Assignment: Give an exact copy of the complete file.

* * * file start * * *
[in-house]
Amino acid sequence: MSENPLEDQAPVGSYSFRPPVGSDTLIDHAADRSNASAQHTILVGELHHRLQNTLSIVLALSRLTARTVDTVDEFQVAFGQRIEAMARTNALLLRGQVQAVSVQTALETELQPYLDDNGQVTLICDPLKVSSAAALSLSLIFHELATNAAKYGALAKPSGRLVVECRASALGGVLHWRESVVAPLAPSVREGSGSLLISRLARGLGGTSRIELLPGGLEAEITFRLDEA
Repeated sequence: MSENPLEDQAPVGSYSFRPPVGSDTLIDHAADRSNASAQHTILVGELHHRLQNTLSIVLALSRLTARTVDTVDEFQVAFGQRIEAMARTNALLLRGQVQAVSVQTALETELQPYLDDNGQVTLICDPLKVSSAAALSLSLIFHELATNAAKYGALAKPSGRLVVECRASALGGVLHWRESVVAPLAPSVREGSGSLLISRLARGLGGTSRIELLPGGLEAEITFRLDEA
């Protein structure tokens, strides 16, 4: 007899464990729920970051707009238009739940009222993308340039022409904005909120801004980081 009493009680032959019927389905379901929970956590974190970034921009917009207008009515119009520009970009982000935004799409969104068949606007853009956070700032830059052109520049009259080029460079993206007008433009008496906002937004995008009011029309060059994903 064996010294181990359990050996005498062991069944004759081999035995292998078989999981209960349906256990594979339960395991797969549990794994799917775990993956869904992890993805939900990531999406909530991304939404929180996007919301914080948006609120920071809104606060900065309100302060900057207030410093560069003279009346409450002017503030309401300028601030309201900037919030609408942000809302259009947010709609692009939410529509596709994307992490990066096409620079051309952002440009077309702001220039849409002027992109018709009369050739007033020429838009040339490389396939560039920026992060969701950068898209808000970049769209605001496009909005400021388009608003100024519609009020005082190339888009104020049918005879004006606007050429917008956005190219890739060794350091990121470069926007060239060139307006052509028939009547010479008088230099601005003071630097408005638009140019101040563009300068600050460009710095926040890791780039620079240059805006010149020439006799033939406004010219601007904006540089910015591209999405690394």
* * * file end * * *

[in-house]
Amino acid sequence: MSENPLEDQAPVGSYSFRPPVGSDTLIDHAADRSNASAQHTILVGELHHRLQNTLSIVLALSRLTARTVDTVDEFQVAFGQRIEAMARTNALLLRGQVQAVSVQTALETELQPYLDDNGQVTLICDPLKVSSAAALSLSLIFHELATNAAKYGALAKPSGRLVVECRASALGGVLHWRESVVAPLAPSVREGSGSLLISRLARGLGGTSRIELLPGGLEAEITFRLDEA
Repeated sequence: MSENPLEDQAPVGSYSFRPPVGSDTLIDHAADRSNASAQHTILVGELHHRLQNTLSIVLALSRLTARTVDTVDEFQVAFGQRIEAMARTNALLLRGQVQAVSVQTALETELQPYLDDNGQVTLICDPLKVSSAAALSLSLIFHELATNAAKYGALAKPSGRLVVECRASALGGVLHWRESVVAPLAPSVREGSGSLLISRLARGLGGTSRIELLPGGLEAEITFRLDEA
């Protein structure tokens, strides 16, 4: 007899464990729920970051707009238009739940009222993308340039022409904005909120801004980081 009493009680032959019927389905379901929970956590974190970034921009917009207008009515119009520009970009982000935004799409969104068949606007853009956070700032830059052109520049009259080029460079993206007008433009008496906002937004995008009011029309060059994903 064996010294181990359990050996005498062991069944004759081999035995292998078989999981209960349906256990594979339960395991797969549990794994799917775990993956869904992890993805939900990531999406909530991304939404929180996007919301914080948006609120920071809104606060900065309100302060900057207030410093560069003279009346409450002017503030309401300028601030309201900037919030609408942000809302259009947010709609692009939410529509596709994307992490990066096409620079051309952002440009077309702001220039849409002027992109018709009369050739007033020429838009040339490389396939560039920026992060969701950068898209808000970049769209605001496009909005400021388009608003100024519609009020005082190339888009104020049918005879004006606007050429917008956005190219890739060794350091990121470069926007060239060139307006052509028939009547010479008088230099601005003071630097408005638009140019101040563009300068600050460009710095926040890791780039620079240059805006010149020439006799033939406004010219601007904006540089910015591209999405690394």